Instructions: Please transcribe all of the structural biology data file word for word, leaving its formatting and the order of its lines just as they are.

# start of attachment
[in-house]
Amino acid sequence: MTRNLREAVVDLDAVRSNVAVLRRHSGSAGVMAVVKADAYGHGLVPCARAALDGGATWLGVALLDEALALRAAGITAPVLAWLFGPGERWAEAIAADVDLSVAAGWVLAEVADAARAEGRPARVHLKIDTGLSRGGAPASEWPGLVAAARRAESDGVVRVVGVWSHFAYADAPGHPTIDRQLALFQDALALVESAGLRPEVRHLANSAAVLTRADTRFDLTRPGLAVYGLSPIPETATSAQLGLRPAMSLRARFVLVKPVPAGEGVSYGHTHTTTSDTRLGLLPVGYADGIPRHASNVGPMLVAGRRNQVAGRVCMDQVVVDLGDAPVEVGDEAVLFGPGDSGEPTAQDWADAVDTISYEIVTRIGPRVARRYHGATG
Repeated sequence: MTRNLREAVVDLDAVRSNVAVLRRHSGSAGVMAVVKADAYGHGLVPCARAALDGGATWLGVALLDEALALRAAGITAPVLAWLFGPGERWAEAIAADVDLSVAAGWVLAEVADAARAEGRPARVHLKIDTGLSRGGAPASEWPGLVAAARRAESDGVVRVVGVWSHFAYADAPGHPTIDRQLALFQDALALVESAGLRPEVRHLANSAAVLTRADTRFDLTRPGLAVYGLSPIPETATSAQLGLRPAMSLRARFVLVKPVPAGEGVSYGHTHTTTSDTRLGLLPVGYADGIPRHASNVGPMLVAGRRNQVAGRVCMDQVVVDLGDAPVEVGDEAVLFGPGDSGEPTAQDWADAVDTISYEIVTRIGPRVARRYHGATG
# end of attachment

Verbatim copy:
[in-house]
Amino acid sequence: MTRNLREAVVDLDAVRSNVAVLRRHSGSAGVMAVVKADAYGHGLVPCARAALDGGATWLGVALLDEALALRAAGITAPVLAWLFGPGERWAEAIAADVDLSVAAGWVLAEVADAARAEGRPARVHLKIDTGLSRGGAPASEWPGLVAAARRAESDGVVRVVGVWSHFAYADAPGHPTIDRQLALFQDALALVESAGLRPEVRHLANSAAVLTRADTRFDLTRPGLAVYGLSPIPETATSAQLGLRPAMSLRARFVLVKPVPAGEGVSYGHTHTTTSDTRLGLLPVGYADGIPRHASNVGPMLVAGRRNQVAGRVCMDQVVVDLGDAPVEVGDEAVLFGPGDSGEPTAQDWADAVDTISYEIVTRIGPRVARRYHGATG
Repeated sequence: MTRNLREAVVDLDAVRSNVAVLRRHSGSAGVMAVVKADAYGHGLVPCARAALDGGATWLGVALLDEALALRAAGITAPVLAWLFGPGERWAEAIAADVDLSVAAGWVLAEVADAARAEGRPARVHLKIDTGLSRGGAPASEWPGLVAAARRAESDGVVRVVGVWSHFAYADAPGHPTIDRQLALFQDALALVESAGLRPEVRHLANSAAVLTRADTRFDLTRPGLAVYGLSPIPETATSAQLGLRPAMSLRARFVLVKPVPAGEGVSYGHTHTTTSDTRLGLLPVGYADGIPRHASNVGPMLVAGRRNQVAGRVCMDQVVVDLGDAPVEVGDEAVLFGPGDSGEPTAQDWADAVDTISYEIVTRIGPRVARRYHGATG